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Virginia GOP Accused Of "Plantation Politics"

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Virginia GOP Accused Of "Plantation Politics"

AP

Virginia Gov. Bob McDonnell. (AP Photo/Steve Helber)

This was to be the year the Virginia GOP stayed away from explosive political issues. Just last year, the state party was accused of pushing extremely socially conservative measures targeted at women.

Gov. McDonnell’s national image took a beating when he supported the “transvaginal ultrasound” bill and,  with a focus on substantive issues like transportation and education, he is banking on this year to help build back his national profile.

But just two weeks into the 2013 session, the Senate Republicans are being accused of playing racial politics after they unexpectedly introduced a bill Monday to redraw Senate district maps in favor of their party when they knew a Democrat Senator would be attending inauguration. The Virginia Senate is split evenly between both parties, so with one Senator absent, the bill passed.

On Tuesday, Gov. McDonnell issued a rebuke to his fellow Republicans, saying "I'm not happy about the things that have happened." "What I've said is that this session should be about education and transportation, not redistricting and other things," he said.

Democrats took to the floor on Tuesday and accussed the GOP of practicing "plantation politics" and, according to the Virginian-Pilot, called the party out for passing the new map  “under the guise of being good to black folks.”  If necessary, Democrats are expected to file suit against the new map alleging discrimination or claiming a violation of state law because the GOP “redistricted” outside the 10-year census cycle.The Senate bill was an unexpected overhaul of a House bill that made minor technical adjustments to the district map.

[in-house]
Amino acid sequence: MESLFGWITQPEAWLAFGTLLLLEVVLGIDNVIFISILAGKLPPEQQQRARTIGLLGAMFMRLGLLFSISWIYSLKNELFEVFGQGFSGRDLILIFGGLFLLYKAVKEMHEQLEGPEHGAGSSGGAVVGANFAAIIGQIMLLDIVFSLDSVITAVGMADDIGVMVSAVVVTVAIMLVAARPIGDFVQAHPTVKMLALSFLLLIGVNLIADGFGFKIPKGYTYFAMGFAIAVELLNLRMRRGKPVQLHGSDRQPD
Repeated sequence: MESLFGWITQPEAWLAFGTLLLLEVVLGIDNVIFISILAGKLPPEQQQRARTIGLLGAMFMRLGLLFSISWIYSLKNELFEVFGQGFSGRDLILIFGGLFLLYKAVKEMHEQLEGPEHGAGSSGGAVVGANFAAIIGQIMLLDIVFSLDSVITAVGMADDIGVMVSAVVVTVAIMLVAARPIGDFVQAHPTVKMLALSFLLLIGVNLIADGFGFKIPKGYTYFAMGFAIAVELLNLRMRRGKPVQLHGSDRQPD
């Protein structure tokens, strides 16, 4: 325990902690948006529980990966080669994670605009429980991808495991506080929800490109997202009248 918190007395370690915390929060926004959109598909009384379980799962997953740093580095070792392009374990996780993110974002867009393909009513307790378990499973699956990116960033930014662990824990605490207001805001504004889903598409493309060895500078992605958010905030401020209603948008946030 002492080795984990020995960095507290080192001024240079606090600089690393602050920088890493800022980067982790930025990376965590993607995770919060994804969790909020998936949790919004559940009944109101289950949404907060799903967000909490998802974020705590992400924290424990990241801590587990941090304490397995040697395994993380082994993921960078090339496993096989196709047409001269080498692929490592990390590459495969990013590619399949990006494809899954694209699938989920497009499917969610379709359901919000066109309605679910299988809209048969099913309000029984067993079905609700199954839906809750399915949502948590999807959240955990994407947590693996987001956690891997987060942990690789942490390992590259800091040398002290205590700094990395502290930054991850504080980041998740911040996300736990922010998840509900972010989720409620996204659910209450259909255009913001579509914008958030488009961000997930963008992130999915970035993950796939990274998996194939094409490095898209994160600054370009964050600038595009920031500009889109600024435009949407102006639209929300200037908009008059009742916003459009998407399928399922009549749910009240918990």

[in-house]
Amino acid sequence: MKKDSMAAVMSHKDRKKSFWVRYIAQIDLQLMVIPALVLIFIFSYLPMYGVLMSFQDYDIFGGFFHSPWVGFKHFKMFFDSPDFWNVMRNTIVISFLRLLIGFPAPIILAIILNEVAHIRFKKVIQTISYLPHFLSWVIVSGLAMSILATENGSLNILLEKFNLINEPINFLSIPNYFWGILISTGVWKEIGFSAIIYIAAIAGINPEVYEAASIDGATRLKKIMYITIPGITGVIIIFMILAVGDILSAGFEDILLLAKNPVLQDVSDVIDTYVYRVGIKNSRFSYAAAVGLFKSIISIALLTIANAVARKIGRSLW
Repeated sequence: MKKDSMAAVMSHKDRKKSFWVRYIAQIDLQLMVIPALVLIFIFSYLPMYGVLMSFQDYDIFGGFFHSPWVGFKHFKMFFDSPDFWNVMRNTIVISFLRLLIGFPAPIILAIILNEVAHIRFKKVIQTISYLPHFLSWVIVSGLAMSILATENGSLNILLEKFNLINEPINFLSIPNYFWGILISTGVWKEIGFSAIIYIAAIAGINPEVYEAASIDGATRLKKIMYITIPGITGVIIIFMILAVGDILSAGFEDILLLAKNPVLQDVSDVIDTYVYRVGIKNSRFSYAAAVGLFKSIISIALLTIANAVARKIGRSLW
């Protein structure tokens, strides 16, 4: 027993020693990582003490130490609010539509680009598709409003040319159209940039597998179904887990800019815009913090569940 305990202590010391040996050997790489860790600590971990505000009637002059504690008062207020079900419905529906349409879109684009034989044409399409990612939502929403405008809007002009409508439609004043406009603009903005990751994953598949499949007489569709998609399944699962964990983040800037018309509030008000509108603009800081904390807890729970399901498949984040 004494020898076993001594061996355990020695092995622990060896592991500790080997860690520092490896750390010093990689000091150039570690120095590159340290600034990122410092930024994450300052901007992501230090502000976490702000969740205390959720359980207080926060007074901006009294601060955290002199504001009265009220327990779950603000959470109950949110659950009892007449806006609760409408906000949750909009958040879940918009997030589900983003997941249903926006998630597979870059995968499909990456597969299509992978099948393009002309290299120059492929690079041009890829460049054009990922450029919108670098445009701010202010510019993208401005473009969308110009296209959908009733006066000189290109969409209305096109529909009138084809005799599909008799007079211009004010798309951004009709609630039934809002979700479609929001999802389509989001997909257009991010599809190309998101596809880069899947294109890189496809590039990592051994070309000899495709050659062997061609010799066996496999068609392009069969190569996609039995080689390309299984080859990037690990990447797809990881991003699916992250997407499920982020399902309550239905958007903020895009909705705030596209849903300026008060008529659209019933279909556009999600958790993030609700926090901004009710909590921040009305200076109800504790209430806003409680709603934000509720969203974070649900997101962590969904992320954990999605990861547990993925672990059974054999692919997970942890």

So why are Republicans being charged with racial discrmination for creating a map that helps their party? The new map packs black voters into one district in Southside Virginia while redrawing at least seven other Democrat stronghold districts to lean more Republican. Republican leaders sold the bill as creating a new black district (likely yielding a new black senator), which further angered Democrats because the Republicans conducted the vote when Sen. Henry Marsh, a former Civil Rights leader and arguably the most prominent black Democrat in the Senate, was attending inauguration on MLK day.

Last night, the Washington Post editorial board strongly urged Gov. McDonnell to announce his intention to veto the map if it gets to his desk.

And shame on Republicans for continuing their campaign to transform the General Assembly into a nasty, underhanded clone of Congress. Of course, Democrats are dead set on retaliating, and who can blame them? They could, for example, blow up everything by using their votes in the Senate to block Mr. McDonnell’s proposals to reform public education and transportation funding. They could also block passage of the budget.

That’s why Mr. McDonnell, who professes not to have known about his fellow Republicans’ subterfuge until it was carried out, should immediately announce his intent to veto the map. Failing to do so will only invite legislative paralysis, subvert his own proposals and inalterably stain his legacy. The sooner he acts, the better.

IN OTHER NEWS:

* Meet the unlikely Republican behind the redistricting drama

* McDonnell lists road projects he'd fund with $3 billion

* Ken Cuccinelli compares his fight against the contraception mandate to Martin Luther King Jr.’s.

* Kenyan McDuffie wants to mandate campaign finance training

* And Mary Cheh wants mugshots to be made public

* Measure would boost Maryland minimum wage to $10 an hour

* D.C. parents could be charged if teen misses too many days of school

O’Malley tries again for offshore wind energy

* Virginia bill to protect cyclists from “dooring” passes Senate

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